Across these various software verticals, we observe a somewhat common set of best practices for developing, marketing, and monetizing a winning payments proposition. We outline these best practices in Figure 4 below.
FIGURE 4: Best Practices for Growing SaaS-based Payments
COVID taught us that it is also critical that SaaS platforms cater to a wide variety of omni-channel payments use cases (as listed below).
- One-click (stored credentials) checkout – tokenized payment credentials allow for streamlined checkout for a registered user
- In-app – checkout and payments optimized for the mobile phone including fraud detection, authentication, and payment methods
- Robotics / chat – payments embedded into digital customer servicing environments
- Subscription/recurring – recurring payments, optimized for the unique needs of ongoing subscription continuity
- e-invoice / text / email + pay-by-link – invoicing or various forms of request-to-pay including imbedded pay-by-link
- POS – physical transacting via a payment device, or soon, via PIN-on-glass (aka SoftPOS)
SaaS-Payments potential applies equally across SaaS verticals and transacting use cases. SaaS + Payments enhance the overall utility of the SaaS package while also greatly reducing the cost to acquire and to serve a payments services customer. Even small payments merchants can cost $400+ to acquire. With strong marketing, SaaS-Payments customer acquisition cost is near zero. Similarly, a well-built SaaS proposition can also greatly reduce the cost to serve payments given that merchants naturally gravitate towards digital self-servicing.
A global proposition requires significant ongoing development; each country presents its own requirements for success. Many countries have preferred local payment methods beyond cards which must be supported (e.g., iDeal in the Netherlands). Each country tends to have its own address, name, and KYC conventions, and many have their own language and currency. Some, such as Brazil, have complex tax requirements. And a few have onerous requirements for maintaining data in country (e.g., Russia, Turkey, and India). When expanding SaaS-Payments globally, platforms must adapt the product internally and potentially by expanding their partner network.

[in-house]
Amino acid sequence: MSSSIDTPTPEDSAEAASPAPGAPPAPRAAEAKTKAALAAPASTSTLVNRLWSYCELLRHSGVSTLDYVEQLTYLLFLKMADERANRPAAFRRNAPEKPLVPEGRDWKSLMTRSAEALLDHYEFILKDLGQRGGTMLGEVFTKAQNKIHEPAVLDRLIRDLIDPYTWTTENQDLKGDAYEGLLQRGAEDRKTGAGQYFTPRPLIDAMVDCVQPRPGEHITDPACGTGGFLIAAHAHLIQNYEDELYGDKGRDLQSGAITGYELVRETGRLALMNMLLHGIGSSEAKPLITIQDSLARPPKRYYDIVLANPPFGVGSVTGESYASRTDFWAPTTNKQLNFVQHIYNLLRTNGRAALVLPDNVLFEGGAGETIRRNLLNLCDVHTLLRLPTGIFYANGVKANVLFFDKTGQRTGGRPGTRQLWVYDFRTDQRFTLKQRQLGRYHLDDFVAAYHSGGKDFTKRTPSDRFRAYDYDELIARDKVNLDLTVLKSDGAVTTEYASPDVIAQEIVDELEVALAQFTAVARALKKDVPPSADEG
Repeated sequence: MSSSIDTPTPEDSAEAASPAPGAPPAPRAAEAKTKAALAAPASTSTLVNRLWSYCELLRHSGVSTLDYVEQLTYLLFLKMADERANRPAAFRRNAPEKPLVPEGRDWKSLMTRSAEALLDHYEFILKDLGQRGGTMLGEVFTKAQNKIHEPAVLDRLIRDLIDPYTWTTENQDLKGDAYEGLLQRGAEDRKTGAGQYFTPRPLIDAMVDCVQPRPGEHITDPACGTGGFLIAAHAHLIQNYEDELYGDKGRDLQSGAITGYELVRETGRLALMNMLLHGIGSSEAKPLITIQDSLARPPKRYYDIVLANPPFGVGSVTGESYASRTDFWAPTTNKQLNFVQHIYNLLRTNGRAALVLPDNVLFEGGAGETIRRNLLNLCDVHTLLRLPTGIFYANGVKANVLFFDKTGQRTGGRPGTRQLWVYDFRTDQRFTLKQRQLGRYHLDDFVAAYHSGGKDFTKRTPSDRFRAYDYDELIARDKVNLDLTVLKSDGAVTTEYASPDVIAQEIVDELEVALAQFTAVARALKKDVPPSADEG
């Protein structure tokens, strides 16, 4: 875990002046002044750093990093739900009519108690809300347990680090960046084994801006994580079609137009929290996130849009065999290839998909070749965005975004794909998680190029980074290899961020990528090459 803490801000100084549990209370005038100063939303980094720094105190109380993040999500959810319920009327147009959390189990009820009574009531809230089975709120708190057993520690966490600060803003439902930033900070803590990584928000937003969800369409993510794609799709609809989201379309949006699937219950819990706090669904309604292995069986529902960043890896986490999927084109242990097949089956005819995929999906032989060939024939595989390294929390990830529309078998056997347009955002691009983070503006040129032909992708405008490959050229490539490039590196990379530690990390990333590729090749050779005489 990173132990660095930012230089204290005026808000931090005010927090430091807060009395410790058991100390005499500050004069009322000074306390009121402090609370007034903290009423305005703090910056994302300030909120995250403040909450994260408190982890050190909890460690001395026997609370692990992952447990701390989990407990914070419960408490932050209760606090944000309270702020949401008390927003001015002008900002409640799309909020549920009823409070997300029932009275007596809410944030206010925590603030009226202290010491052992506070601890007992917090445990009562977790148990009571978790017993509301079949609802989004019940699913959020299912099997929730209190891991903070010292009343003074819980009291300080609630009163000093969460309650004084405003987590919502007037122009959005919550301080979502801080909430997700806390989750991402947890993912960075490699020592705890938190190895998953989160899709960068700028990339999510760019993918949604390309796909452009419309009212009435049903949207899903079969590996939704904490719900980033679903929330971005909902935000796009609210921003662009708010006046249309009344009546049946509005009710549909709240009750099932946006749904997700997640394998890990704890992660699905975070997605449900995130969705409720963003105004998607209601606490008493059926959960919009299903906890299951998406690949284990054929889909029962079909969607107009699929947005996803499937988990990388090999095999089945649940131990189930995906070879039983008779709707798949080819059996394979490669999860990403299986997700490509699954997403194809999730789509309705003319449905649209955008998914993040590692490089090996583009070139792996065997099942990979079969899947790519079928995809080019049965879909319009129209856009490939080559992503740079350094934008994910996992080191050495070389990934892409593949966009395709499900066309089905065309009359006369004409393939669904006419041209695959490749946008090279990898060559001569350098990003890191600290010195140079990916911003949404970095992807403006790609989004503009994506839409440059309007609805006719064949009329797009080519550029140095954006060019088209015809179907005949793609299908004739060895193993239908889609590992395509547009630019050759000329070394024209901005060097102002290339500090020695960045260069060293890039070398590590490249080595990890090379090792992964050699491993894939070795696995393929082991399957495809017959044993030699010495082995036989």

Payments is clearly the lead financial service, but there is ample room to grow from there. Shopify Payments also allows its merchants to access other financial services such as Shopify Capital (live in the US, UK, and Canada) and card issuing (soon). Best practices clearly indicate strong merchant demand and profitability potential for working capital loans and platforms are in an ideal position to market loans given their insight into merchant cashflows. The potential for further expansion into core banking, card issuing, and treasury services also looks promising given the expanding technical possibilities of global virtual banking.
SaaS platforms that optimize proposition design and marketing and expand across countries tend to be richly rewarded. Small ISVs with simple referral partners tend to earn only about 30% of the net revenue of payments, while scaled players can earn 75% or more. Platforms with strategic payments also benefit from stickier customers and the potential for ongoing expansion into financial services. We observe many software providers across verticals, channels, and transaction use cases leveraging best practices to achieve success in payments and it is clear in 2021, that all SaaS businesses should be strategically focused on maximizing their potential in fintech.